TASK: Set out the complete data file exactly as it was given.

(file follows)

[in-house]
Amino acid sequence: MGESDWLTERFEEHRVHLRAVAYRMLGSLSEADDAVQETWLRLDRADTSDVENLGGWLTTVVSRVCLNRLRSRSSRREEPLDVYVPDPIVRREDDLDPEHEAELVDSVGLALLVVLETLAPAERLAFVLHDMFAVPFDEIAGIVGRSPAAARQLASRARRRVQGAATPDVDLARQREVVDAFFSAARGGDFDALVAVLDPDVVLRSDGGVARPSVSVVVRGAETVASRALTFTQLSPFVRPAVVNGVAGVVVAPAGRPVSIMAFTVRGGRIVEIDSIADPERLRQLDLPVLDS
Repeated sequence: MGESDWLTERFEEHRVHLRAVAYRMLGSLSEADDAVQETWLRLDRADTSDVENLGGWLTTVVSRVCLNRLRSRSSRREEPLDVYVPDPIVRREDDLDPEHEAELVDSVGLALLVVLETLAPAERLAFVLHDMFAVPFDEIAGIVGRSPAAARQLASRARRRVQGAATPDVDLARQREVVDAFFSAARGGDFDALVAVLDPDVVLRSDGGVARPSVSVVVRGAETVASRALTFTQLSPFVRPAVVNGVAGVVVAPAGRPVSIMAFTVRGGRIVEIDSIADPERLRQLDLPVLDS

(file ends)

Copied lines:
[in-house]
Amino acid sequence: MGESDWLTERFEEHRVHLRAVAYRMLGSLSEADDAVQETWLRLDRADTSDVENLGGWLTTVVSRVCLNRLRSRSSRREEPLDVYVPDPIVRREDDLDPEHEAELVDSVGLALLVVLETLAPAERLAFVLHDMFAVPFDEIAGIVGRSPAAARQLASRARRRVQGAATPDVDLARQREVVDAFFSAARGGDFDALVAVLDPDVVLRSDGGVARPSVSVVVRGAETVASRALTFTQLSPFVRPAVVNGVAGVVVAPAGRPVSIMAFTVRGGRIVEIDSIADPERLRQLDLPVLDS
Repeated sequence: MGESDWLTERFEEHRVHLRAVAYRMLGSLSEADDAVQETWLRLDRADTSDVENLGGWLTTVVSRVCLNRLRSRSSRREEPLDVYVPDPIVRREDDLDPEHEAELVDSVGLALLVVLETLAPAERLAFVLHDMFAVPFDEIAGIVGRSPAAARQLASRARRRVQGAATPDVDLARQREVVDAFFSAARGGDFDALVAVLDPDVVLRSDGGVARPSVSVVVRGAETVASRALTFTQLSPFVRPAVVNGVAGVVVAPAGRPVSIMAFTVRGGRIVEIDSIADPERLRQLDLPVLDS